Helminth infections are a major problem in the lives of many millions of people on the earth, especially in the subtropics. Depending on the type and localization of the causative agent of helminthosis, it can run asymptomatic, or it can be the cause of anemia, or damaged blood vessels, liver, or eyes. There is intestinal and nonintestinal helminthosis. The causative agents are classified as roundworms (nematodes) and flatworms. These groups include tapeworms (cestoda) and fluke worms (trematoda). Most nematode infections are localized in the intestinal tract, although a few of them can pass into other organs, including the heart, liver, lungs, muscles, and so on, from which removal is significantly harder. Cestode infections are usually localized in the gastrointestinal tract, but there have been cases of them passing into the circulatory system. Trematodes cause chronic infection, called schistosomiasis, in which the blood vessels are attacked and various organ structures (liver, intestines, urinary tract) are damaged.
Antihelmintic drugs are intended for exterminating helminthes and removing them from the host organism. Examples include albendazole, diethylcarbamazine, mebendazole, nicolsamide (against tapeworms), suramin, and thiabendazole. Many members of the piperazine family are successful anthelmintics. Natural anthelmintics include black walnut, wormwood (Artemisia absynthium), clove (Syzygium aromaticum), tansy tea (Tanacetum vulgare), and the male fern (Dryopteris filix-mas). They are subdivided into drugs that damage neuromuscular coordination of helminthes, drugs that have an effect on the energetic processes of helminthes (in particular on the metabolism of glucose), and drugs that affect the enzymatic system, laying of eggs by helminthes, and so on. Most anti-helmintic drugs are intended to have an effect on certain helminthes. Historically, halo-genated carbohydrates, naphthoquinones, phenothiazine, a number of natural compounds isolated from leaves of sagebrush and ferns, ether oils (derivatives of pinene), alkaloids (arecoline group), alkaloids of the emetine group, and many others were used to treat helminthosis. However, the currently essential drugs for treating helminthosis are those described below.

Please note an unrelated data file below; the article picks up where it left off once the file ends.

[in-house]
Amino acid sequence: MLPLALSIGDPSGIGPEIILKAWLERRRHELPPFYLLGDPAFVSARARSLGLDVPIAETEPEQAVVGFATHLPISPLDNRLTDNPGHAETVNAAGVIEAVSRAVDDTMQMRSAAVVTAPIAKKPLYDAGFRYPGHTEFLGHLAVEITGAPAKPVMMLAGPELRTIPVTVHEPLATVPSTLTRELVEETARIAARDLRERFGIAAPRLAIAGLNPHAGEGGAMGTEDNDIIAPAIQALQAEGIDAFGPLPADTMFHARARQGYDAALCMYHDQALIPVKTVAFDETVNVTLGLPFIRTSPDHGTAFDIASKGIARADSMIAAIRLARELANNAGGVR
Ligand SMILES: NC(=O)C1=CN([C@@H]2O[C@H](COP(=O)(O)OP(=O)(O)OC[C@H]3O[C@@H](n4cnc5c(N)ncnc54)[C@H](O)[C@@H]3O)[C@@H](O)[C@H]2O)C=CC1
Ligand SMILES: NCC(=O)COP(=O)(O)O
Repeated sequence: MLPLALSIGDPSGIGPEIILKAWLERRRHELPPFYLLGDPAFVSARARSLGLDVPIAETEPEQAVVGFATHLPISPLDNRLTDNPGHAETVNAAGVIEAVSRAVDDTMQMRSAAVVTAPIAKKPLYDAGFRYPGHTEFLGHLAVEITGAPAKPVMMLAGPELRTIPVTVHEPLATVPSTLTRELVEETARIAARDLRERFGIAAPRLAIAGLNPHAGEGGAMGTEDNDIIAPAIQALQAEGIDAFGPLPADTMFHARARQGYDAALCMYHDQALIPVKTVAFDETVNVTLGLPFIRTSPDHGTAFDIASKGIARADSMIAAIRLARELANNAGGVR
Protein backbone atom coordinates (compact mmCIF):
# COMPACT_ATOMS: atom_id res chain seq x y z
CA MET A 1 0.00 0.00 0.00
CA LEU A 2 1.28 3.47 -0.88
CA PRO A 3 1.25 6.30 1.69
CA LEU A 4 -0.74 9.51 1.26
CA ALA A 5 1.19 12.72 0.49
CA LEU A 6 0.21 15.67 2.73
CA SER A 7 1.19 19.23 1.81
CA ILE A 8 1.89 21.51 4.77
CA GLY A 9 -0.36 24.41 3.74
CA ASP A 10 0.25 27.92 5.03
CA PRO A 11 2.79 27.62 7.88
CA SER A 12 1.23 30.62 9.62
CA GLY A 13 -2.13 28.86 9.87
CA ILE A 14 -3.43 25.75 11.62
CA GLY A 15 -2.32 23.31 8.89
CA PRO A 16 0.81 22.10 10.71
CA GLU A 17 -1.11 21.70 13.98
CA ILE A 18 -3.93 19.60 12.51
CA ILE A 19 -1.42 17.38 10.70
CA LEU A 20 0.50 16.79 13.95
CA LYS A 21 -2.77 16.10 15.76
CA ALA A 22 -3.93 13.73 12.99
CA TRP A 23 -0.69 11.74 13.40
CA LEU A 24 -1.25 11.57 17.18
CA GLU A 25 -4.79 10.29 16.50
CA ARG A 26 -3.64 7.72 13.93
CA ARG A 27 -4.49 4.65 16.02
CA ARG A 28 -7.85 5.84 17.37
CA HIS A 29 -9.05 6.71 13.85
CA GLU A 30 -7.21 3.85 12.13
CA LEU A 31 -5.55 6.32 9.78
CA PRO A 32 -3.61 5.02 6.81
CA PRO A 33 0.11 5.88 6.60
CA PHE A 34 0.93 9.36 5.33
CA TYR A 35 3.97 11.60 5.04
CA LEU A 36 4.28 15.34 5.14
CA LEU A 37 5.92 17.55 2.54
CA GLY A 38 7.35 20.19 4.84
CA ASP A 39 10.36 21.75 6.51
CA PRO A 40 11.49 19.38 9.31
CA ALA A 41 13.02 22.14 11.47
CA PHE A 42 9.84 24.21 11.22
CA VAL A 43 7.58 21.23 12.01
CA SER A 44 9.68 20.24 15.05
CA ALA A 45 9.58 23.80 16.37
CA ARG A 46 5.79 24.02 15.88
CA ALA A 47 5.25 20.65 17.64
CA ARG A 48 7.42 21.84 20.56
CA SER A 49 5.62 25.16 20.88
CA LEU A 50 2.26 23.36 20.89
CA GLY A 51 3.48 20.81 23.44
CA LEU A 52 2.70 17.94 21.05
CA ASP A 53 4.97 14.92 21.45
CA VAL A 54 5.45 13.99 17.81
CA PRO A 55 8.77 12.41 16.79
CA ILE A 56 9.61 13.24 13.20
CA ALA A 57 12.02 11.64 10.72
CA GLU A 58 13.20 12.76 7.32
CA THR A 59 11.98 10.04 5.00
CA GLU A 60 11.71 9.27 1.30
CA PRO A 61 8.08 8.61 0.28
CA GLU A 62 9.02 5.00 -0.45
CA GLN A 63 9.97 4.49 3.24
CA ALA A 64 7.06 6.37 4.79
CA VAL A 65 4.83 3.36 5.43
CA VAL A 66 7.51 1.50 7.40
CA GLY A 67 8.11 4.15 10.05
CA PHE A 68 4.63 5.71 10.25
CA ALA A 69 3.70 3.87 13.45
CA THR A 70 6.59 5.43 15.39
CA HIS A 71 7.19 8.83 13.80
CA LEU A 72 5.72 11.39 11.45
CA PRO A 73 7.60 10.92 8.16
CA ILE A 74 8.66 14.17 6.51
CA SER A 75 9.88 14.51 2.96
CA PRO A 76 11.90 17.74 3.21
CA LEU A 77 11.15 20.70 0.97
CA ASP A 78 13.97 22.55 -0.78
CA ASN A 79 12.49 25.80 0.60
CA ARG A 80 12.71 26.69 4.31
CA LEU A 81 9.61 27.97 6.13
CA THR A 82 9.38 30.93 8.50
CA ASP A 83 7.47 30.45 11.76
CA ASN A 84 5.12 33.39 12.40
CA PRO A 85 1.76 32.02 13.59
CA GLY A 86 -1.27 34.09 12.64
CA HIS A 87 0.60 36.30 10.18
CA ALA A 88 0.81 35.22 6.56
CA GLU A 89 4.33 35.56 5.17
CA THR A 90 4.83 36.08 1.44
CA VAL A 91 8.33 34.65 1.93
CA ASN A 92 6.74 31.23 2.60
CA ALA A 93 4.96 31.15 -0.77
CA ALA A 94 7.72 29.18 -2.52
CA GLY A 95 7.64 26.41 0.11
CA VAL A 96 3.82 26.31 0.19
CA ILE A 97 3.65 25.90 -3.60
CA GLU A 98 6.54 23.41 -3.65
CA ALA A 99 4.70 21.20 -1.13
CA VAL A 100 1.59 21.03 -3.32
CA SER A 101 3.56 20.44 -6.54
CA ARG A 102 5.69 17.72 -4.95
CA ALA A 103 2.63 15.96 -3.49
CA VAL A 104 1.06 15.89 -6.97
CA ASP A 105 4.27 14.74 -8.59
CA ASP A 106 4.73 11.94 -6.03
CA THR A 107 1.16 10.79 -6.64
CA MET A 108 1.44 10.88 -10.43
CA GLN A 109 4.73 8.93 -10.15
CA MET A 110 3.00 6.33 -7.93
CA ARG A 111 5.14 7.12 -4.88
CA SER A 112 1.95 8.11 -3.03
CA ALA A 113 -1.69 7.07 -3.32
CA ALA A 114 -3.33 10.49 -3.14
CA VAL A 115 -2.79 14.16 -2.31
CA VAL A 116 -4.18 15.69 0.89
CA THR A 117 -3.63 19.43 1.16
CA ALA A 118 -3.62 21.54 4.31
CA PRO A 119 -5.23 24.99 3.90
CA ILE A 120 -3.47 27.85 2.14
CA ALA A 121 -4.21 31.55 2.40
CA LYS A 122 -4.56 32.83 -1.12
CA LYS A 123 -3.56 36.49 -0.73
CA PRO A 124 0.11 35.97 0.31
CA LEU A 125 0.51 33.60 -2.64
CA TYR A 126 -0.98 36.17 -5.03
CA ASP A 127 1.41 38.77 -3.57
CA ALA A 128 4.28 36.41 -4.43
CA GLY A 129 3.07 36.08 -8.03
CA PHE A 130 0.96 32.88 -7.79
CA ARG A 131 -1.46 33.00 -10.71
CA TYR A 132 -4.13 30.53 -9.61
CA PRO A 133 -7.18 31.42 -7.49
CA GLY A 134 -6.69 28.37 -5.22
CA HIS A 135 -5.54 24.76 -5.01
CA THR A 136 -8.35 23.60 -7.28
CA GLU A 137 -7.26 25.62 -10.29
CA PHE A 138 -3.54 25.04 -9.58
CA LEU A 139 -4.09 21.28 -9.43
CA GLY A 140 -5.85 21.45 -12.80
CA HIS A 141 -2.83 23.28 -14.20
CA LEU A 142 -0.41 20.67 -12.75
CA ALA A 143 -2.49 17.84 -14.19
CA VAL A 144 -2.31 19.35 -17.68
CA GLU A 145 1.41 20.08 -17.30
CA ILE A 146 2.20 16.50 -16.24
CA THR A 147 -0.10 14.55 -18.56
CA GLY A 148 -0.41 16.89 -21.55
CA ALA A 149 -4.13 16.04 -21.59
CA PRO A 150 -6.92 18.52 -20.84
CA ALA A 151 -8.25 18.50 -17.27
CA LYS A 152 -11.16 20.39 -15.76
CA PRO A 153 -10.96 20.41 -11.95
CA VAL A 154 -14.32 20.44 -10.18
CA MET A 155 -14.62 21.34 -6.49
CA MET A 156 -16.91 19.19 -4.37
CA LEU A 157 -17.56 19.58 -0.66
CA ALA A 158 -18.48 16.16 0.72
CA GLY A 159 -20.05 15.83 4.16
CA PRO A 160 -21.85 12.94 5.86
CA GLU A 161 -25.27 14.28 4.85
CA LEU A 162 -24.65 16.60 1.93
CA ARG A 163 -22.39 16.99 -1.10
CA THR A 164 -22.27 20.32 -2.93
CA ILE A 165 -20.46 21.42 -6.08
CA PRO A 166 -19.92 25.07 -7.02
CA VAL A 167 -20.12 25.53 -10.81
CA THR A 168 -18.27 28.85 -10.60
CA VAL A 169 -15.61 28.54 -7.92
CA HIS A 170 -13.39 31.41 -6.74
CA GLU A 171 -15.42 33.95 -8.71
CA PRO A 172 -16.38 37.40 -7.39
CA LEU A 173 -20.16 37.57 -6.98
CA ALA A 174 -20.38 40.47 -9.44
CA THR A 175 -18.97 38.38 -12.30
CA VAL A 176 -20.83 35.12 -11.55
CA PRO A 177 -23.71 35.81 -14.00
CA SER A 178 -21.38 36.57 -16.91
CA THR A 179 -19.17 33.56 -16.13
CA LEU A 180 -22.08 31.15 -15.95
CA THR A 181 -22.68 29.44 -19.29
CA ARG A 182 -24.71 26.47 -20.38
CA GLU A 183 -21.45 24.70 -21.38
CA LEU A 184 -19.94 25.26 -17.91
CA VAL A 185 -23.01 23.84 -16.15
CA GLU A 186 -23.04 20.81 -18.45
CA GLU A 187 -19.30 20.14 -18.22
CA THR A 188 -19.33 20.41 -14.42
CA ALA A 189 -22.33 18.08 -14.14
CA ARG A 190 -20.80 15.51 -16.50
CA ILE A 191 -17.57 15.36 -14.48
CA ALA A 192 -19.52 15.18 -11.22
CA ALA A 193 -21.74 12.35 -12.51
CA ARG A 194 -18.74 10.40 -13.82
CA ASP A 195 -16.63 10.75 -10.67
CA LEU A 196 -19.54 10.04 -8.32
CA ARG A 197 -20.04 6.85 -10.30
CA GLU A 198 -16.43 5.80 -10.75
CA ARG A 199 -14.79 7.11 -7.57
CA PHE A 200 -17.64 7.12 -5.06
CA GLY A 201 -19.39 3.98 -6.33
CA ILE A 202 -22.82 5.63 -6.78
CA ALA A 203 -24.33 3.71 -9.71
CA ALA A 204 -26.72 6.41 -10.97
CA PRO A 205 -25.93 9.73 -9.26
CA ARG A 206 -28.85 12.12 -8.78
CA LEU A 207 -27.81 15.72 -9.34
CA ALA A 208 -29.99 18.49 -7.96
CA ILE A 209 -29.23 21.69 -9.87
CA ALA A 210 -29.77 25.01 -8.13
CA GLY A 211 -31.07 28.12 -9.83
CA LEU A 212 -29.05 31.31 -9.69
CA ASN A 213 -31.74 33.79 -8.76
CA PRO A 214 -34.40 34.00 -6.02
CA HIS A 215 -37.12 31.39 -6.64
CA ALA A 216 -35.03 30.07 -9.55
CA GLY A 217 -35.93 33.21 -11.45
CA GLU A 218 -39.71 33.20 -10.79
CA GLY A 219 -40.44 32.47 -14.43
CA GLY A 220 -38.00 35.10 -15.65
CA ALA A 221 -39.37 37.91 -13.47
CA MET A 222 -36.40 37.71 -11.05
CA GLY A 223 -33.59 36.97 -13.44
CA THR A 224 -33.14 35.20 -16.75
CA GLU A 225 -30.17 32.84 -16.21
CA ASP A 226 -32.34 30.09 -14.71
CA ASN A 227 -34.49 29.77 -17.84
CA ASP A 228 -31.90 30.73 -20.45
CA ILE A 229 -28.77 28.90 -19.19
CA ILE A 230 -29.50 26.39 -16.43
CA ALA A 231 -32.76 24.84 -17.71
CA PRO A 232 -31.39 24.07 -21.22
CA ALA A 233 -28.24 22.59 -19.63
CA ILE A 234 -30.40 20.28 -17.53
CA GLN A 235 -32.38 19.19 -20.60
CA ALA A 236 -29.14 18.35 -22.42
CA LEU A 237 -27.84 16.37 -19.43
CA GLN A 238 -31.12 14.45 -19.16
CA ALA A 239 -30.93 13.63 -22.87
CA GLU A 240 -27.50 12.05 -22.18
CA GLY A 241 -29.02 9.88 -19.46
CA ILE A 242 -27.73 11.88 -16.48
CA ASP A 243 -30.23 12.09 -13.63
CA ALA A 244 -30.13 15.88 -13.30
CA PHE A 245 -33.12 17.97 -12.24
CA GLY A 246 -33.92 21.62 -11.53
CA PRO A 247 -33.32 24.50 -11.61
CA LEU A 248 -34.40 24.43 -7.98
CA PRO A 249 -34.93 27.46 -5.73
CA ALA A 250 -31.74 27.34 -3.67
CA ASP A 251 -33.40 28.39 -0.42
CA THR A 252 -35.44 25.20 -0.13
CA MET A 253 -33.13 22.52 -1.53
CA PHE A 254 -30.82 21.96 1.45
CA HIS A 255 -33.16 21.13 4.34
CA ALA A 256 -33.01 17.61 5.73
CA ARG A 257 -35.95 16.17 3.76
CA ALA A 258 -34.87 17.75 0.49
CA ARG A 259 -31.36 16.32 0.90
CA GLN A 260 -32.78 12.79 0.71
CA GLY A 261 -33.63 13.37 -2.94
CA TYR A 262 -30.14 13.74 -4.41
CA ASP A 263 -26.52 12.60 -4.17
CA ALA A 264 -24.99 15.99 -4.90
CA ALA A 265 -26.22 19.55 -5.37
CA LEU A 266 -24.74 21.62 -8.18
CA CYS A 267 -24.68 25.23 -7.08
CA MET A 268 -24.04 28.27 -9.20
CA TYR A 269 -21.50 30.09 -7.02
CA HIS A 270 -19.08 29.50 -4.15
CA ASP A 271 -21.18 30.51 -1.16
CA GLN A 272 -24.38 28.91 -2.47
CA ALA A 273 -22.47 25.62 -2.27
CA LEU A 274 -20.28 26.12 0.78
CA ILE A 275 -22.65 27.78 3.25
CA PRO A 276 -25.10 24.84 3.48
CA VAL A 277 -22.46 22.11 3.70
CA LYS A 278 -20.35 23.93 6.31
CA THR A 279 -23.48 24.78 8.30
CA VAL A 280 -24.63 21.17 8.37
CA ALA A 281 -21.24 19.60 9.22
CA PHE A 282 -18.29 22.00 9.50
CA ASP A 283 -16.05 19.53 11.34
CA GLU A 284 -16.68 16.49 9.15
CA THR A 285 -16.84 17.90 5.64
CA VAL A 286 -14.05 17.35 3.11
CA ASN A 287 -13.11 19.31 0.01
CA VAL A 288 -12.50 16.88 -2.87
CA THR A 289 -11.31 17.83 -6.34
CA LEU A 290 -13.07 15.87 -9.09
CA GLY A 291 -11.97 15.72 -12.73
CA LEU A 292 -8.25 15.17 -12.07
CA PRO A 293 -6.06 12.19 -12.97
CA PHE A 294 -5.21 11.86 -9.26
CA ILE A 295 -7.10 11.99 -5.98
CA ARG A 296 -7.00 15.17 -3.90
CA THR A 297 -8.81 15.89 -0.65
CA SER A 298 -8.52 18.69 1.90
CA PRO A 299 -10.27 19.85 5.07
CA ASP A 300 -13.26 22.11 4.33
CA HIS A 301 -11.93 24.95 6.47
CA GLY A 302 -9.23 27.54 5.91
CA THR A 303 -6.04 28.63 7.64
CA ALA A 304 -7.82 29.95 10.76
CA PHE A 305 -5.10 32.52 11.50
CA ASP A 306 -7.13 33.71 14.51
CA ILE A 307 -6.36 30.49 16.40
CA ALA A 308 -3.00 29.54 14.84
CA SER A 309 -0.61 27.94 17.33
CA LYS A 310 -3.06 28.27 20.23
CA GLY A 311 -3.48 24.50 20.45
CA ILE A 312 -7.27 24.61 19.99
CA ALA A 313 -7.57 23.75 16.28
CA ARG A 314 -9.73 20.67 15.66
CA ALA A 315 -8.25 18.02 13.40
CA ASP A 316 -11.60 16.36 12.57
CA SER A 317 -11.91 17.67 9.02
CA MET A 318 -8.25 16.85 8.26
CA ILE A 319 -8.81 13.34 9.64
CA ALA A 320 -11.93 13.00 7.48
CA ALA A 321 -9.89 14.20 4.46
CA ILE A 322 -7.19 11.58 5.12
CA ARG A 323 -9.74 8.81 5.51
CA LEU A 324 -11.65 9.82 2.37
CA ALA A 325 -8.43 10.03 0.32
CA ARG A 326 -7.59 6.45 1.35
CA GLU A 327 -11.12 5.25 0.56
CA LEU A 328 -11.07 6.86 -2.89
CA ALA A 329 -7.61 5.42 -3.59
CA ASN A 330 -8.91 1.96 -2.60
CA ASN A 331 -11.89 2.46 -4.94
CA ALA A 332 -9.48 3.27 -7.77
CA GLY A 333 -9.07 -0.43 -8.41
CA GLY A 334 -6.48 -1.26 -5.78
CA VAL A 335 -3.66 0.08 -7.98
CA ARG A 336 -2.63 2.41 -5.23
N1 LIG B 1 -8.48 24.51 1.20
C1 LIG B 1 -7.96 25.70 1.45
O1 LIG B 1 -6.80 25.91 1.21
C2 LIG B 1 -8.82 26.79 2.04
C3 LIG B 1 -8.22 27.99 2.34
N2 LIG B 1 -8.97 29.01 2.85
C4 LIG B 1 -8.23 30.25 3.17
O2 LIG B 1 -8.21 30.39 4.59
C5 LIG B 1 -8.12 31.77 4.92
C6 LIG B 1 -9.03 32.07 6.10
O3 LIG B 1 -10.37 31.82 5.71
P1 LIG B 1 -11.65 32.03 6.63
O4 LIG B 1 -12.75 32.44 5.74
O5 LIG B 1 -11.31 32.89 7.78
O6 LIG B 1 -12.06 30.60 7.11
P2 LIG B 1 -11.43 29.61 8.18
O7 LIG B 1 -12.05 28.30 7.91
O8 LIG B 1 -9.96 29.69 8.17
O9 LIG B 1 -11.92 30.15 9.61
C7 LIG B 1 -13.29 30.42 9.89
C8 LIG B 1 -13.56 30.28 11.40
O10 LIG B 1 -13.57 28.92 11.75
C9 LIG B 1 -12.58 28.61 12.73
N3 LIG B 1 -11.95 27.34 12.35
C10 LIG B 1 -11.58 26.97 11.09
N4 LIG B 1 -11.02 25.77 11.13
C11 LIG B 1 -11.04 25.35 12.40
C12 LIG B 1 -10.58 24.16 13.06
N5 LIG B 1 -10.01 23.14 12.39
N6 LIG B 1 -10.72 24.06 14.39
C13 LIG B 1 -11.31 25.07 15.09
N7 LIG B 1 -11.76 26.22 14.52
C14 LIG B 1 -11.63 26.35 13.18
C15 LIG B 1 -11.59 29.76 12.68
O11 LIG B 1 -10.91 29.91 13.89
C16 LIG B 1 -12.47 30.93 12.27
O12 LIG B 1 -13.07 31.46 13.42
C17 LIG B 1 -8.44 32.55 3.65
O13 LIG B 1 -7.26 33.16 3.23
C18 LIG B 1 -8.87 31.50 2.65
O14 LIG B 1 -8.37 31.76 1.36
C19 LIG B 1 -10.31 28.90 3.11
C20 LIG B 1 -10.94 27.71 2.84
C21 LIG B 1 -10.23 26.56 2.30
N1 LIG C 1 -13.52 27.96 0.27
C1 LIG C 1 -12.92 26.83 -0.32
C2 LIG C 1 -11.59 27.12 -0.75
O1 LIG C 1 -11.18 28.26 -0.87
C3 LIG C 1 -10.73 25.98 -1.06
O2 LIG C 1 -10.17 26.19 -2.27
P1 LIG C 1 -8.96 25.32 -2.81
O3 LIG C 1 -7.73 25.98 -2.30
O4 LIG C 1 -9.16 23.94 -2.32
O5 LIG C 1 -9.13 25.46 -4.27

Mebendazole: Mebendazole, methyl-[5-(benzoyl)-1H-benzoimidazol-2-yl]carbamate (38.1.5), is a derivative of benzoimidazole, which is made by reacting 3,4-diaminobenzo-phenone (38.1.3) with N-methoxycarbonyl-S-methylthiourea (38.1.4) [1,2].
The necessary reagents are made in the following manner. Nitration of 4-chlorobenzo-phenone with nitric acid at a temperature lower than 5°C gives 4-chloro-3-nitrobenzophenone (38.1.1), in which the chlorine atom is replaced with an amino group by heating it to 125°C in a solution of ammonia in methanol to make 4-amino-3-nitrobenzophenone (38.1.2). Reducing the nitro groups in this compound with hydrogen using a palladium on carbon catalyst gives 3,4-diaminobenzophenone (38.1.3).
The second reagent, N-methoxycarbonyl-S-methylthiourea (38.1.4), is made by reacting methyl chloroformate with S-methylthiourea.
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